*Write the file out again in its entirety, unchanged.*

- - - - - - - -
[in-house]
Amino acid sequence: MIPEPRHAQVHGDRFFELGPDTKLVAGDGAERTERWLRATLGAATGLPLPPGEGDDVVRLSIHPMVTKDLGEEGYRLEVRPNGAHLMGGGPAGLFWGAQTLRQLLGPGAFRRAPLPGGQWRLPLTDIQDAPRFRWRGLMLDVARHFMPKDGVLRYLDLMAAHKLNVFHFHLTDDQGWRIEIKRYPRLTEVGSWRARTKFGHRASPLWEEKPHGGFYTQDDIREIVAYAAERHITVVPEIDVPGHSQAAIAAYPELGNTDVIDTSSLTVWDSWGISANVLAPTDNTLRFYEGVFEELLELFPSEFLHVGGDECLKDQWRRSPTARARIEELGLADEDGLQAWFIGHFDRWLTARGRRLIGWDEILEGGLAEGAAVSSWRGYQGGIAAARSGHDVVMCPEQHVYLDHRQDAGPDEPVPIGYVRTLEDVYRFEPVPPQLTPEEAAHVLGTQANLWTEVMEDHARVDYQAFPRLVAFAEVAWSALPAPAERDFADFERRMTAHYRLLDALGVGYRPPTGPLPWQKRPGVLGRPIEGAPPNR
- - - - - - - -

[in-house]
Amino acid sequence: MIPEPRHAQVHGDRFFELGPDTKLVAGDGAERTERWLRATLGAATGLPLPPGEGDDVVRLSIHPMVTKDLGEEGYRLEVRPNGAHLMGGGPAGLFWGAQTLRQLLGPGAFRRAPLPGGQWRLPLTDIQDAPRFRWRGLMLDVARHFMPKDGVLRYLDLMAAHKLNVFHFHLTDDQGWRIEIKRYPRLTEVGSWRARTKFGHRASPLWEEKPHGGFYTQDDIREIVAYAAERHITVVPEIDVPGHSQAAIAAYPELGNTDVIDTSSLTVWDSWGISANVLAPTDNTLRFYEGVFEELLELFPSEFLHVGGDECLKDQWRRSPTARARIEELGLADEDGLQAWFIGHFDRWLTARGRRLIGWDEILEGGLAEGAAVSSWRGYQGGIAAARSGHDVVMCPEQHVYLDHRQDAGPDEPVPIGYVRTLEDVYRFEPVPPQLTPEEAAHVLGTQANLWTEVMEDHARVDYQAFPRLVAFAEVAWSALPAPAERDFADFERRMTAHYRLLDALGVGYRPPTGPLPWQKRPGVLGRPIEGAPPNR